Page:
The need to build distribution networks and work within local regulations can make export a hazardous business for publishers. The evolution of digital technologies (in the form of websites and digital editions) has provided publishers with new, less risky routes to market. Paul Woodward looks at progress, in the context of Asia.
McGraw Hill’s recent decision to eliminate the European and Asian regional editions of BusinessWeek has once again focused attention on two key issues for publishers of international magazines: the challenges of building-up and maintaining regional publications and the opportunities which digital publishing technologies represent in addressing those challenges.
We are increasingly seeing publishers looking at digital media opportunities to address a variety of issues. These include the challenges of launching in highly-regulated markets like China, making circulation viable in low volume markets, capturing highly-mobile readers in an efficient manner and simply taking advantage of the commercial opportunities represented by the new technologies.
Affluent, but mobile readers
One publisher, who has taken advantage of most of these trends, and, particularly, the challenge of the highly mobile, high value international reader is Hong Kong-based AVCJ. The publisher of the Asian Venture Capital Journal, M&A Asia, and Private Equity Asia obviously addresses a very specialised audience of 10,000 or so investment bankers, venture capitalists, private equity specialists and corporate finance specialists. By the nature of their jobs, these people tend to travel intensively and be extremely ‘tech savvy’, perhaps the ideal candidates for digital editions of magazines.
Given that, it is no surprise that, back in November 1998, AVCJ was among the first publishers anywhere in the world to take the plunge of going fully-digital, giving up the print editions of all three publications. Chairman and publisher Dan Schwartz has a strong interest in proving the effectiveness of this approach as he is also the president and CEO of New York-based Qmags, a company which describes itself as ‘The World’s Newsstand’. This company has worked with CMP Media, Crain Communications, Dennis Publishing, Gruner + Jahr USA Publishing, Hachette Filipacchi Magazines, Hearst Magazines Division, the McGraw Hill Companies, Meredith Corporation, Rodale, and Ziff Davis Media. They clearly believe that the digital format is valid for everything from lads’ mags through to highly technical journals.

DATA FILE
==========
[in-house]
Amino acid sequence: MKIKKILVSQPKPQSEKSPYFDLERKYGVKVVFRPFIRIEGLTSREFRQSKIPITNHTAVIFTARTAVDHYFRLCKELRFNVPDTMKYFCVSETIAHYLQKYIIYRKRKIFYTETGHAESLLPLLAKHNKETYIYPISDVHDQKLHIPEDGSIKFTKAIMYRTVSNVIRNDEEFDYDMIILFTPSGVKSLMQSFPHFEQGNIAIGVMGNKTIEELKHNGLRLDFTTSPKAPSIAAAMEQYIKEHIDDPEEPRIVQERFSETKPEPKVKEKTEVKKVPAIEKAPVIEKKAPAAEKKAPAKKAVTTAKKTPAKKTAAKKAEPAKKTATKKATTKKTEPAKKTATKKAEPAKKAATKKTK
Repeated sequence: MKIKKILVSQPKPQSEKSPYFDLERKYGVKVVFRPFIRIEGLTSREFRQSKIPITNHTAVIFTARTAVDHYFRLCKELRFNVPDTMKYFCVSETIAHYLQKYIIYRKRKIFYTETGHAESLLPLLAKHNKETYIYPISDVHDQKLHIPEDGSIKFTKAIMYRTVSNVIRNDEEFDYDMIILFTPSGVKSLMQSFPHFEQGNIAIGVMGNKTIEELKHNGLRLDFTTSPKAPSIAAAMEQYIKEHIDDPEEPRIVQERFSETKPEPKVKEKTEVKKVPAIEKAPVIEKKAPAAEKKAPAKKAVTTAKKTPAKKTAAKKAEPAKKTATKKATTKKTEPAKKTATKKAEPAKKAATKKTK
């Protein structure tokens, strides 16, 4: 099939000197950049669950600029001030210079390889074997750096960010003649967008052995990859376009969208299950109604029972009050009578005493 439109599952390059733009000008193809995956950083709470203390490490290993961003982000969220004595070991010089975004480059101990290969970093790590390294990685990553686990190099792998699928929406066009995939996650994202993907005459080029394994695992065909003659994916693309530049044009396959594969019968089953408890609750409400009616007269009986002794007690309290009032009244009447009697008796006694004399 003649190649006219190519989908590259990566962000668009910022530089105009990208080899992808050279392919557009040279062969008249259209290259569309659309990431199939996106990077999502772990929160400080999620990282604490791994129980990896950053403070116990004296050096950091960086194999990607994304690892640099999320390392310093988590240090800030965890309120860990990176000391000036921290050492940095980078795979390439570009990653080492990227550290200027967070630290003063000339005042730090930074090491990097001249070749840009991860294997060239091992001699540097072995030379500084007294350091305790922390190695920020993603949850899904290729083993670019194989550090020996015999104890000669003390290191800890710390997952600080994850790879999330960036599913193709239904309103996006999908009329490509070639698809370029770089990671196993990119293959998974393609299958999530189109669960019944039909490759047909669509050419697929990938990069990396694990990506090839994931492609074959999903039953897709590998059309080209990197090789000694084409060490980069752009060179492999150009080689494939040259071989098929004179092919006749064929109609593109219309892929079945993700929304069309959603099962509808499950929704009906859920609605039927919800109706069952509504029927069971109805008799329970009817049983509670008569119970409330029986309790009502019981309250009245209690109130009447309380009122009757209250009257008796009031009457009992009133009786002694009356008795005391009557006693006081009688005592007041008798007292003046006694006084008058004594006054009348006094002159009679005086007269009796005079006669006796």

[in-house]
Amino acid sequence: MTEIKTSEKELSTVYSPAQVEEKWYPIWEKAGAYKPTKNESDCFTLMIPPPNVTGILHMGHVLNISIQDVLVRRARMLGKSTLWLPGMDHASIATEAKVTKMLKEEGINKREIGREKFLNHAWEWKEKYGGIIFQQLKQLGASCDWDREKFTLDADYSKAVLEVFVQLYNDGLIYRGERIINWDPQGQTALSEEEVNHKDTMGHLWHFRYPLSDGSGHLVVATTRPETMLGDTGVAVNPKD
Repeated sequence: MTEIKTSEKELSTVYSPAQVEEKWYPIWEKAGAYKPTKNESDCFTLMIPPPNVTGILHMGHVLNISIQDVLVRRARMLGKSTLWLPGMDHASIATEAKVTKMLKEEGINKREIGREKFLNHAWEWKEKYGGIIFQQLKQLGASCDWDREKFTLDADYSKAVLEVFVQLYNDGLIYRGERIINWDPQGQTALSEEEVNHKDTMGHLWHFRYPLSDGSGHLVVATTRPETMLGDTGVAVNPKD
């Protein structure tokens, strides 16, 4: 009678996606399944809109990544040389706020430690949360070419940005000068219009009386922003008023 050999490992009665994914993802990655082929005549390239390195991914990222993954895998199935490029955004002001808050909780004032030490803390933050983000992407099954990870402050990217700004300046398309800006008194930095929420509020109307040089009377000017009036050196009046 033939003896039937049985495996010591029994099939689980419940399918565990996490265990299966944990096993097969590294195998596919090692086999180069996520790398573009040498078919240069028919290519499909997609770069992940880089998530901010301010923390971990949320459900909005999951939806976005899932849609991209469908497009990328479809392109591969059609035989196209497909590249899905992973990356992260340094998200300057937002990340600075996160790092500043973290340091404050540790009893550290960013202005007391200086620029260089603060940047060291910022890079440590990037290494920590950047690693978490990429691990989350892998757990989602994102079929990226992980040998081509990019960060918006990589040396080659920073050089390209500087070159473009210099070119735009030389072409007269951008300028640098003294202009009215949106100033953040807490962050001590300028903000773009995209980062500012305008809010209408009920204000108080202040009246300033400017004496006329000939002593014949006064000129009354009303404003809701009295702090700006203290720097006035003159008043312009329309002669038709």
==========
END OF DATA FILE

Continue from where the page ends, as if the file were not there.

In a previous article for InCirculation, I have referred to the legal and regulatory challenges which many publishers face when addressing international markets. New launches give publishers an opportunity to take a fresh look at their business model, and consider what, at home, might appear to be radical solutions. A 90 year-old, Detroit-based trade publisher, Crain Communications might not appear, at first glance, to be the likeliest candidate for radical publishing experiments, and in China to boot. However, its Plastics News and Advertising Age titles have both launched digital editions in China in the past year. The plastics title, with a Chinese-language weekly e-newsletter linking into a bilingual dedicated web site appears to be drawing solid support from the company’s US advertisers.
There are a number of advantages to this approach, including relatively fast speed to market, and the ability for a publisher to retain control of their trademarks. A publishing concept can be tested on a local audience and brand recognition built up with far less risk than with a traditional magazine launch. Whether a market like China will ever demand print editions of international magazines after having gained early experience of electronic versions remains to be seen. Given the strength of functional B2B websites, such as Alibaba.com in China, it is quite possible that these markets will go paperless well before their ‘developed’ counterparts.
A publisher, using an electronic-only launch model, can concentrate much more effort on building up circulation lists. Finding adequately-targeted lists in markets like China is a challenge, particularly if email addresses are required, so that focus of activity is crucial to a successful launch. Not having to spend time on developing reliable channels for physical delivery can massively accelerate launch times. This is an area of operations in many developing markets where there are both commercial and regulatory challenges which have killed many a promising business plan.
Circulation in low volume markets
Fulfilling circulation in low volume markets using traditional magazine formats, is a challenge which many publishers find unrewarding. Anybody who lives outside the UK or US, and has tried to subscribe to specialist publications can attest to this; although there are some notable and honourable exceptions, particularly from UK-based publishers. Even the best, however, tend to deliver their publications at relatively high cost (typically three to four times home market subscription price) and with slow delivery.